Spain has just opened a public pet cemetery

Note that this is a public pet cemetery. Private ones are fairly common. Until recently Spain’s reputation for animal rights was poor. They like their hunting in Spain too. Times change. The Iberian lynx has bounced back due to great conservation.

Spain just opened its first public pet cemetery! It officially opened on June 24, 2024, in Malaga city. This new facility is located at Malaga’s Parque Cementerio and offers a variety of services for pet owners who have lost their furry companions.

Rainbow bridge and pet cemetery
Rainbow bridge and pet cemetery. The image is free to use.
Until September 7th I will give 10 cents to an animal charity for every comment. It is a way to help animal welfare without much effort at no cost. Comments help this website too, which is about animal welfare.

Why did this happen?

The opening of Spain’s first public pet cemetery likely reflects a combination of factors, including:

  • Growing Role of Pets in Society: Many people in Spain, as elsewhere, increasingly view pets as members of the family. This leads to a desire for respectful and dedicated final resting places after their passing.
  • Demand for Options: Previously, pet burial options in Spain were limited to private companies. The public cemetery provides a more accessible and potentially more affordable option for pet owners.
  • Shifting Attitudes: Traditionally, pet burial wasn’t as common in Spain. The new cemetery suggests a growing acceptance and normalization of pet grief and commemorating pets after death.
  • Comment: This development is in line with the general trend worldwide towards regarding companion cats and dogs as members of the family and as such they deserve to be treated in the same way as a human family member on their passing over the Rainbow Bridge.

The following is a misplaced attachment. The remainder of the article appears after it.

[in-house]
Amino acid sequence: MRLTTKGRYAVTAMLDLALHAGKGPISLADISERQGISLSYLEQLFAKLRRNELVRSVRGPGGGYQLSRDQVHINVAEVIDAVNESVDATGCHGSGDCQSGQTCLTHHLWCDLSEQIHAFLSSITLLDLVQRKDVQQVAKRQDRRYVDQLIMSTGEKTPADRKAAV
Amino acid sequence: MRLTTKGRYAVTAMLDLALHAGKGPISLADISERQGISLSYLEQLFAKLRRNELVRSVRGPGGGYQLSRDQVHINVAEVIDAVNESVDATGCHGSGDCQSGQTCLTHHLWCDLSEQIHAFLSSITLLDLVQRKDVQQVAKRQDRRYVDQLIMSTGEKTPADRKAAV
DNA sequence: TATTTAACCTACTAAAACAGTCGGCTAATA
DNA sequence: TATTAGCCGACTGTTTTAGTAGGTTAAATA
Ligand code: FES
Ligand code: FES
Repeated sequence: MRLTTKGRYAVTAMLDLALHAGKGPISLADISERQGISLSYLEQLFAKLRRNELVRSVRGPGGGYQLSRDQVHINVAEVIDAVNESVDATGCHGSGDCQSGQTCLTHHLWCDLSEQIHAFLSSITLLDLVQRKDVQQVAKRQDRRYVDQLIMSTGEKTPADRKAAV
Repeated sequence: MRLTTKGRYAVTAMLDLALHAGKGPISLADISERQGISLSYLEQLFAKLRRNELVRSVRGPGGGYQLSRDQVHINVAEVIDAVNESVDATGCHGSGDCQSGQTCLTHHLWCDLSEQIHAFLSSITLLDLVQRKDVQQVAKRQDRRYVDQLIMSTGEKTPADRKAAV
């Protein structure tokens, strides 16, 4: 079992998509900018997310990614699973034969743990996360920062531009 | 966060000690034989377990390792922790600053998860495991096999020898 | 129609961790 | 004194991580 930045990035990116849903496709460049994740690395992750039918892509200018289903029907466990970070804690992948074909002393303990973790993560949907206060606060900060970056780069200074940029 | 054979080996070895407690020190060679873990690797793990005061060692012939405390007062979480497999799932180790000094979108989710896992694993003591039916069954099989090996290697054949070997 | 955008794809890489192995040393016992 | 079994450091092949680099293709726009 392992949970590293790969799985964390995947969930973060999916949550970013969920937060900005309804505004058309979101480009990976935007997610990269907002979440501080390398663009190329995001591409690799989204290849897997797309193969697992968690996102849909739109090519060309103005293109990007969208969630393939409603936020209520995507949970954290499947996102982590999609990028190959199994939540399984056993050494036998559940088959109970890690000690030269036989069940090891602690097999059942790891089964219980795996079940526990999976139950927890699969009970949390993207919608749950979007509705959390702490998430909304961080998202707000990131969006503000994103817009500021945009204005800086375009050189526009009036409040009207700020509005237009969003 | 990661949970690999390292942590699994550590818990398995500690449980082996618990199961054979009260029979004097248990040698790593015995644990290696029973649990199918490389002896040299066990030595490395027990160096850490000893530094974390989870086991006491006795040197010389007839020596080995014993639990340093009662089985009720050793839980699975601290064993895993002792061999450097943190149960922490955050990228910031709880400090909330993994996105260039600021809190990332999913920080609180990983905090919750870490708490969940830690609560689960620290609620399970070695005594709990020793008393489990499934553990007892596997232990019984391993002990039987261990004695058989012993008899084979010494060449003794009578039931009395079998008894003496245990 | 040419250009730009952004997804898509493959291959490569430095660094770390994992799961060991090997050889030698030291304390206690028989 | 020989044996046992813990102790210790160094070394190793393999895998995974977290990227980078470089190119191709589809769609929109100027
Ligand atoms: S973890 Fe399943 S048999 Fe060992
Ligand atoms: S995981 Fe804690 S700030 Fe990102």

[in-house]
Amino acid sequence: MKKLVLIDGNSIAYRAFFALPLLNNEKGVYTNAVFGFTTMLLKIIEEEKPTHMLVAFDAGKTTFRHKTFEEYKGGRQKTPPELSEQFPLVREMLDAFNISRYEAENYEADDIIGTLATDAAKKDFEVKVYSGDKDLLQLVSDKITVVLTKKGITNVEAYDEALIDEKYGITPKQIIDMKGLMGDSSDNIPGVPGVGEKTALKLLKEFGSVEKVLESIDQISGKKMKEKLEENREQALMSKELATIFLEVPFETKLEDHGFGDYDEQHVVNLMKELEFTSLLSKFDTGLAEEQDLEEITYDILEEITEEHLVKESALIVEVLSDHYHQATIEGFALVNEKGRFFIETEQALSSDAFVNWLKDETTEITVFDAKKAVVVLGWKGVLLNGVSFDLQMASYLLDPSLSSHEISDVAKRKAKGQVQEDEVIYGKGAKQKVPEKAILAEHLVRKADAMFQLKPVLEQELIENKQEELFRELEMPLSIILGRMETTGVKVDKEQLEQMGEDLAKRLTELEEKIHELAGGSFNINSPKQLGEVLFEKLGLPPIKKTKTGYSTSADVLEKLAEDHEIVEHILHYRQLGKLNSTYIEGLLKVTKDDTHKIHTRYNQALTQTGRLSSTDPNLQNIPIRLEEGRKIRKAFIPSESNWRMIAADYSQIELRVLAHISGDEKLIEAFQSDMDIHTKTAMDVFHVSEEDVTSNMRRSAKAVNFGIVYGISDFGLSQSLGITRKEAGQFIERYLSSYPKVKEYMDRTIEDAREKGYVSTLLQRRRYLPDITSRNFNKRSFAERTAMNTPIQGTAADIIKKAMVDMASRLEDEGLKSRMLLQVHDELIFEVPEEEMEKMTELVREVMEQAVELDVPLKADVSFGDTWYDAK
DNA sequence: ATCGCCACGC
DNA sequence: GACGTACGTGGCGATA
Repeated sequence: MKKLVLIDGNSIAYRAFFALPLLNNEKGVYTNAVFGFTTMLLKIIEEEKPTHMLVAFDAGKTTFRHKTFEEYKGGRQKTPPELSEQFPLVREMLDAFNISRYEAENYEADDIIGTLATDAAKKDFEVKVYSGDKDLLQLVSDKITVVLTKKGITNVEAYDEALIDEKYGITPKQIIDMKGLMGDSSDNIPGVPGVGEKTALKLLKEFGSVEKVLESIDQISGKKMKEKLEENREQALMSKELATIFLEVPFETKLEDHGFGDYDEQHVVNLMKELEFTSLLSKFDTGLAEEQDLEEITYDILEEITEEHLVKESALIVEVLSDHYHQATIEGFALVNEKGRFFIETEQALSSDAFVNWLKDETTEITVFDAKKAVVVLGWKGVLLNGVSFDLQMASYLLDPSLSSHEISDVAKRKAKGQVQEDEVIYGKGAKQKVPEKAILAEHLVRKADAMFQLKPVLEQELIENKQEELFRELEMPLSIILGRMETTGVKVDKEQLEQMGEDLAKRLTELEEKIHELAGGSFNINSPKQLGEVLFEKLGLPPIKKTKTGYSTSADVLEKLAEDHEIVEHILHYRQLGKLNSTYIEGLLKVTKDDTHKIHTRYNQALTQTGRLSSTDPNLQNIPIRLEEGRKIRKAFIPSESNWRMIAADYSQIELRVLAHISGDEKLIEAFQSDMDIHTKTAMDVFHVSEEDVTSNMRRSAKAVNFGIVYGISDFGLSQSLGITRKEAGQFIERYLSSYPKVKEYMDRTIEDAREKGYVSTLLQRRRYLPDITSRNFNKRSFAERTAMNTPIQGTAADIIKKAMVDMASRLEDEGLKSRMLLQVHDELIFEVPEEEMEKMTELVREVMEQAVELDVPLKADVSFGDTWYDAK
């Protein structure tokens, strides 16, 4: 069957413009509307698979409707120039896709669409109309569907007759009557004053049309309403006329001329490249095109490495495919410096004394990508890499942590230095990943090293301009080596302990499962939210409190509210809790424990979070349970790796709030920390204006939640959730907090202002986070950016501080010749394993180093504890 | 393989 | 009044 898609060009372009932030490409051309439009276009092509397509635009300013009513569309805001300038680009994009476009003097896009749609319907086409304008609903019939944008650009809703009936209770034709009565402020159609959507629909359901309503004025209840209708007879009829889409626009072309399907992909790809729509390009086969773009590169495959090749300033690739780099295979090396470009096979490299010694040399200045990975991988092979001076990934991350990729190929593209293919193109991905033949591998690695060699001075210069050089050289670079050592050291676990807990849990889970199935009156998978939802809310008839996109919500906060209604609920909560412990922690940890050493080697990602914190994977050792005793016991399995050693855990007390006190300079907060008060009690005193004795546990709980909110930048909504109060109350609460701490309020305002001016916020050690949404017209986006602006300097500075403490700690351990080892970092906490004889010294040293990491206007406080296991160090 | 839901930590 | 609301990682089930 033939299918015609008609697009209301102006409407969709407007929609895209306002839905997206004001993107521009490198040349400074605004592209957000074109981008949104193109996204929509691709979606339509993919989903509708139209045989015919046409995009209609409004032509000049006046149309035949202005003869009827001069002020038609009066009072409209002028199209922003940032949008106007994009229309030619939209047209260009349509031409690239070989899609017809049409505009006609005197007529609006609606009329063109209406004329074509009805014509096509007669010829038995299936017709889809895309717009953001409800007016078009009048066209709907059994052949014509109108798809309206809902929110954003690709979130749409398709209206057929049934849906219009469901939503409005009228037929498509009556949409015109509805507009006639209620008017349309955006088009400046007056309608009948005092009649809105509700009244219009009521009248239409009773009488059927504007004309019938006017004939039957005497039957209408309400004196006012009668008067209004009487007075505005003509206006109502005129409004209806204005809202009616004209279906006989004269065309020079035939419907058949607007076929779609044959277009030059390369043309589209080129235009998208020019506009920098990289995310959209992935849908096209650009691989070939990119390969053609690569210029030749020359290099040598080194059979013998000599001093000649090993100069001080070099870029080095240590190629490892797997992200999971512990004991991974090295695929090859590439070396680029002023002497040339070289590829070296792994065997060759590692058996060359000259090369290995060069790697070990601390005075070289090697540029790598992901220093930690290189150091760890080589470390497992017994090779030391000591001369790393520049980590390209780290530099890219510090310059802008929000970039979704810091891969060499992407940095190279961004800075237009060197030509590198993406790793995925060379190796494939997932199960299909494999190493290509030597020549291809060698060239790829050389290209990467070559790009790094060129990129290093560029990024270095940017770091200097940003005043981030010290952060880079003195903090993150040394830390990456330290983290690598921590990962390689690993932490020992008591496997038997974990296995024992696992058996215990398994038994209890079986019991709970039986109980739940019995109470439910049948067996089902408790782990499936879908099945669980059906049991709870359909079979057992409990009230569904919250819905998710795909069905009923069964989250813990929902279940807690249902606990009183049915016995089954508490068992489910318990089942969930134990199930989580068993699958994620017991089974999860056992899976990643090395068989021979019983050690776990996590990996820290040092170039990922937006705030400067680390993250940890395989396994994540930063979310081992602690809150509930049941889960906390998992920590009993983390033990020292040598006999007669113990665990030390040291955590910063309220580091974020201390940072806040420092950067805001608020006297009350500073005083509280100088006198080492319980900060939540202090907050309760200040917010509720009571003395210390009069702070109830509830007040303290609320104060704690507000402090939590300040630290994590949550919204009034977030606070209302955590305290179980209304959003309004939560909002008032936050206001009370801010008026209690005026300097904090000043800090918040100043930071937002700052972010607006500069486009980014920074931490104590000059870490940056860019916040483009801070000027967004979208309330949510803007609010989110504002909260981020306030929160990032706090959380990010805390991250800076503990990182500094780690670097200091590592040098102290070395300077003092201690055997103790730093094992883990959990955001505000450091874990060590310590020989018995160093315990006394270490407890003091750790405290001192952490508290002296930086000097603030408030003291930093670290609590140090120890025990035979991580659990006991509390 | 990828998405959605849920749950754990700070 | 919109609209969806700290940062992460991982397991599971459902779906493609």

The high number of pets in Malaga (over half a million) likely fueled the demand for such a facility.

What does it cost to use?

The cost of using the new public pet cemetery in Malaga, Spain depends on the service you choose:

  • Cremation: This ranges from €170 for pets under 30kg to €190 for larger pets [Burying your dog from 250 euros in Malaga’s own pet cemetery will be possible from April].
  • Burial: A 10-year burial plot costs €250, with the option to extend the concession to 20 years (€350) or 30 years (€425). You can also pay for the plot in annual installments of €25 [Burying your dog from 250 euros in Malaga’s own pet cemetery will be possible from April].

It’s important to note that these are just the starting prices for the public pet cemetery in Malaga. There could be additional costs depending on the specific services you choose, such as urns or memorial stones.

Are private pet cemeteries fairly common?

Private pet cemeteries are becoming increasingly common around the world, though their prevalence can vary by region. Here’s a breakdown:

Growing Trend: Private pet cemeteries are definitely a growing trend in many developed countries. People are more likely to view pets as family members and seek dedicated final resting places for them.

Variations by Region: Western Europe, North America, Japan, and Australia tend to have a higher concentration of private pet cemeteries compared to other regions. This might be due to factors like higher pet ownership rates, cultural acceptance of pet grief, and disposable income.

Spain’s Situation: While Spain has traditionally had fewer pet cemeteries, the new public facility in Malaga suggests a shift towards offering more options for pet owners. Private pet cemeteries might become more common in Spain in the coming years.


4 thoughts on “Spain has just opened a public pet cemetery”

  1. They still hang the Galgoes at the end of hunting season or abandon them to starve. And most of Spain still has bull fights. Spain is a Third world country when it comes to animals rights.
    OK Bill that’s .30 cents you owe, three comments today 🙂


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